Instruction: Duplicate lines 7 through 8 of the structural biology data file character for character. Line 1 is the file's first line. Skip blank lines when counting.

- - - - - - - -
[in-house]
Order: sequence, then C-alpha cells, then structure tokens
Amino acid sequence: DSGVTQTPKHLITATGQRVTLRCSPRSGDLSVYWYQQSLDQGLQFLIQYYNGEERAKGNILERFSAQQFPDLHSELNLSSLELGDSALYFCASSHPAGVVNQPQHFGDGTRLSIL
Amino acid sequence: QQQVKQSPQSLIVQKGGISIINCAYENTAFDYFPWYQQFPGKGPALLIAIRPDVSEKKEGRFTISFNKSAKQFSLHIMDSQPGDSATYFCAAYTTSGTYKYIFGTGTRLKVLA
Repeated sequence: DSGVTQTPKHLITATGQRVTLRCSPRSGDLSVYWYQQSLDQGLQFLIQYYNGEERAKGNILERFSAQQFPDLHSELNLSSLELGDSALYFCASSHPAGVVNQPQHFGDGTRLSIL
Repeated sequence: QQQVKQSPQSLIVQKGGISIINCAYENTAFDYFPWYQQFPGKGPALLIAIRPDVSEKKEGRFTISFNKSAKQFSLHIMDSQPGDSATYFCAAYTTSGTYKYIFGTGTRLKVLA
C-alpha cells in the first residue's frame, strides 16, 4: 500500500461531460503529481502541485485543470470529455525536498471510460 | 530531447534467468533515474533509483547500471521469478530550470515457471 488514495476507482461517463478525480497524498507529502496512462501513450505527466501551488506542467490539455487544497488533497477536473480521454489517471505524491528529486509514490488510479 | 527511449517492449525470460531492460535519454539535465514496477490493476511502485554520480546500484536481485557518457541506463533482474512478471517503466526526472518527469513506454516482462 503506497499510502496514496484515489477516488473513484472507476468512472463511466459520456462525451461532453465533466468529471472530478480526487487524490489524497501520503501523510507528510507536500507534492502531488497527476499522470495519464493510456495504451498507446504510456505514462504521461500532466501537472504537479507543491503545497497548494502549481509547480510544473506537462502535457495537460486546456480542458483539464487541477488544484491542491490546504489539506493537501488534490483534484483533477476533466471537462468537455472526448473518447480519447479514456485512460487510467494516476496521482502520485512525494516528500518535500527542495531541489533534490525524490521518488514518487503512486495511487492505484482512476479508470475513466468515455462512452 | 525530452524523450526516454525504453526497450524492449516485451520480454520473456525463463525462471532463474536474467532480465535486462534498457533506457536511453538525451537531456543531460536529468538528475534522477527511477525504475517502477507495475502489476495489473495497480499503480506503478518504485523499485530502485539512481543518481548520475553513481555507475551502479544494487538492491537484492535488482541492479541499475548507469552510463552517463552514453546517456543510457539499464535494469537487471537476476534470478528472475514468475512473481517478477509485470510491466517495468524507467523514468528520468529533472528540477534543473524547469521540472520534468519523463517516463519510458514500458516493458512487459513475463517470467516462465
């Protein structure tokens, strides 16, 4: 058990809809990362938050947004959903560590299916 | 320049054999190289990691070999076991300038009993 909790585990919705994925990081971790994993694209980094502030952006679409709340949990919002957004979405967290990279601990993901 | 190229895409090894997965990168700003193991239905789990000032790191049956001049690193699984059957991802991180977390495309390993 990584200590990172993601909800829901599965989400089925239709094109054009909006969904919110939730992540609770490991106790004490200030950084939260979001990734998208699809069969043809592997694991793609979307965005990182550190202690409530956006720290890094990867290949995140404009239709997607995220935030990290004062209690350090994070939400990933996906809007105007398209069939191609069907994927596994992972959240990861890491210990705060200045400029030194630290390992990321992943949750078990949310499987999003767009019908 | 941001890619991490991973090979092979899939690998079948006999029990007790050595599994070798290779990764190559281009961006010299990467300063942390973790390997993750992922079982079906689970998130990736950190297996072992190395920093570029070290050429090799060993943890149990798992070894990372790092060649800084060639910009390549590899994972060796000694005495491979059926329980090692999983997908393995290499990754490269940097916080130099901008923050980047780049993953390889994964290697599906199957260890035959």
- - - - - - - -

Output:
C-alpha cells in the first residue's frame, strides 16, 4: 500500500461531460503529481502541485485543470470529455525536498471510460 | 530531447534467468533515474533509483547500471521469478530550470515457471 488514495476507482461517463478525480497524498507529502496512462501513450505527466501551488506542467490539455487544497488533497477536473480521454489517471505524491528529486509514490488510479 | 527511449517492449525470460531492460535519454539535465514496477490493476511502485554520480546500484536481485557518457541506463533482474512478471517503466526526472518527469513506454516482462 503506497499510502496514496484515489477516488473513484472507476468512472463511466459520456462525451461532453465533466468529471472530478480526487487524490489524497501520503501523510507528510507536500507534492502531488497527476499522470495519464493510456495504451498507446504510456505514462504521461500532466501537472504537479507543491503545497497548494502549481509547480510544473506537462502535457495537460486546456480542458483539464487541477488544484491542491490546504489539506493537501488534490483534484483533477476533466471537462468537455472526448473518447480519447479514456485512460487510467494516476496521482502520485512525494516528500518535500527542495531541489533534490525524490521518488514518487503512486495511487492505484482512476479508470475513466468515455462512452 | 525530452524523450526516454525504453526497450524492449516485451520480454520473456525463463525462471532463474536474467532480465535486462534498457533506457536511453538525451537531456543531460536529468538528475534522477527511477525504475517502477507495475502489476495489473495497480499503480506503478518504485523499485530502485539512481543518481548520475553513481555507475551502479544494487538492491537484492535488482541492479541499475548507469552510463552517463552514453546517456543510457539499464535494469537487471537476476534470478528472475514468475512473481517478477509485470510491466517495468524507467523514468528520468529533472528540477534543473524547469521540472520534468519523463517516463519510458514500458516493458512487459513475463517470467516462465
């Protein structure tokens, strides 16, 4: 058990809809990362938050947004959903560590299916 | 320049054999190289990691070999076991300038009993 909790585990919705994925990081971790994993694209980094502030952006679409709340949990919002957004979405967290990279601990993901 | 190229895409090894997965990168700003193991239905789990000032790191049956001049690193699984059957991802991180977390495309390993 990584200590990172993601909800829901599965989400089925239709094109054009909006969904919110939730992540609770490991106790004490200030950084939260979001990734998208699809069969043809592997694991793609979307965005990182550190202690409530956006720290890094990867290949995140404009239709997607995220935030990290004062209690350090994070939400990933996906809007105007398209069939191609069907994927596994992972959240990861890491210990705060200045400029030194630290390992990321992943949750078990949310499987999003767009019908 | 941001890619991490991973090979092979899939690998079948006999029990007790050595599994070798290779990764190559281009961006010299990467300063942390973790390997993750992922079982079906689970998130990736950190297996072992190395920093570029070290050429090799060993943890149990798992070894990372790092060649800084060639910009390549590899994972060796000694005495491979059926329980090692999983997908393995290499990754490269940097916080130099901008923050980047780049993953390889994964290697599906199957260890035959």